The Rabbis teach that, ideally, one should light the menorah at the entrance to one’s house, so that the mezuzah is on the right of the doorway and the menorah on the left (Shabbat 22a; since each person’s circumstance differs in practical halachah (Jewish law), one should consult his rabbi as to where he should light). In Masechet Sofrim (chapter 20, law 5), they bring a pasuk (verse) in Shir Hashirim (7:7) which alludes to this. Klal Yisroel (the Jewish nation) declares: “How beautiful and how pleasant [are You, Hashem (God)]”. “How beautiful” is referring to the mezuzah, while “how pleasant [are You]” denotes the ner Chanukah (Chanukah candles).

Perhaps, we may derive the following thought from the parable that is given in this pasuk. A person may have two separate features that make him stand out to others: his appearance, as well as his pleasant personality. There is a difference however, between the two. While his outward appearance is seen at all times that the other sees him, the pleasing disposition of this person is more likely to be noticed only at intervals; when this person expresses himself to the other.

The underlying root of the mitzvah of mezuzah is to remind a person to gain a greater awareness of Hashem at all times, both upon entering his home as well as when he leaves (see Sefer Hachinuch, 423). The menorah, on the other hand, signifies Hashem’s supernatural intervention which we might see at intervals; His ability to express His great love for us in a miraculous way, from time to time.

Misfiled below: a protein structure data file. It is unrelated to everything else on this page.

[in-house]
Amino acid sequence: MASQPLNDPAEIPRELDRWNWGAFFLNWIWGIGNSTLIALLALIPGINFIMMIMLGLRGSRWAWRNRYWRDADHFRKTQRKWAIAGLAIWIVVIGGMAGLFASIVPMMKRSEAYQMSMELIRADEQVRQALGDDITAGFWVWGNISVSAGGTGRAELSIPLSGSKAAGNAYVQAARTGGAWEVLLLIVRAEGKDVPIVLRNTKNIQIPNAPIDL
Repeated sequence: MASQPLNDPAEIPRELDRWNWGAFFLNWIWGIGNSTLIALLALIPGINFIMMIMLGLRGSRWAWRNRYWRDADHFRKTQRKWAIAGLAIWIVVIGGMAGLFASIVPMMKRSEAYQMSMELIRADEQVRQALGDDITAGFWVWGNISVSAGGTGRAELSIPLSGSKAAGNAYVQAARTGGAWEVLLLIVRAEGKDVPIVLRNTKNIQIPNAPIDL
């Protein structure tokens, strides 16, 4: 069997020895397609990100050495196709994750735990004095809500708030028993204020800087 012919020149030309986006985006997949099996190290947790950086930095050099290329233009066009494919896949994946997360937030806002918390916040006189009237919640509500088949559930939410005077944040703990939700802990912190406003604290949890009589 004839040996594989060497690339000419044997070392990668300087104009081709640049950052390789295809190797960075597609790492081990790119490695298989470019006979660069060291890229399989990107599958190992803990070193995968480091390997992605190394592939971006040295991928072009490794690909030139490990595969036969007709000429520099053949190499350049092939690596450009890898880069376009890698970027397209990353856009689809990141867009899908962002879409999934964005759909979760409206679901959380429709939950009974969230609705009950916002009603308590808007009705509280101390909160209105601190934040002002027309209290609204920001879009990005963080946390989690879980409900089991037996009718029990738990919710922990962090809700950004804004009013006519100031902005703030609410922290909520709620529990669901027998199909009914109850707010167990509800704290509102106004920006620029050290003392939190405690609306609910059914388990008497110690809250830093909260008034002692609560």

Thus, Knesset Yisroel (the Jews) display their great love for Hashem by placing the mezuzah on the right. This tells of “the beauty” – the constant kindliness of Hashem that we may see at all times. Yet, we also place the menorah to the left, to signify “the pleasantness” – referring to the inner personal connection that Hashem occasionally expresses – through the out-of-the-ordinary happenings which occur from time to time.

It is these two features together which bring us to a greater love for Hashem that knows no bounds, as that pasuk in Shir HaShirim ends, “a love, delighting in all spiritual pleasures”.

By Rabbi Usher Smith

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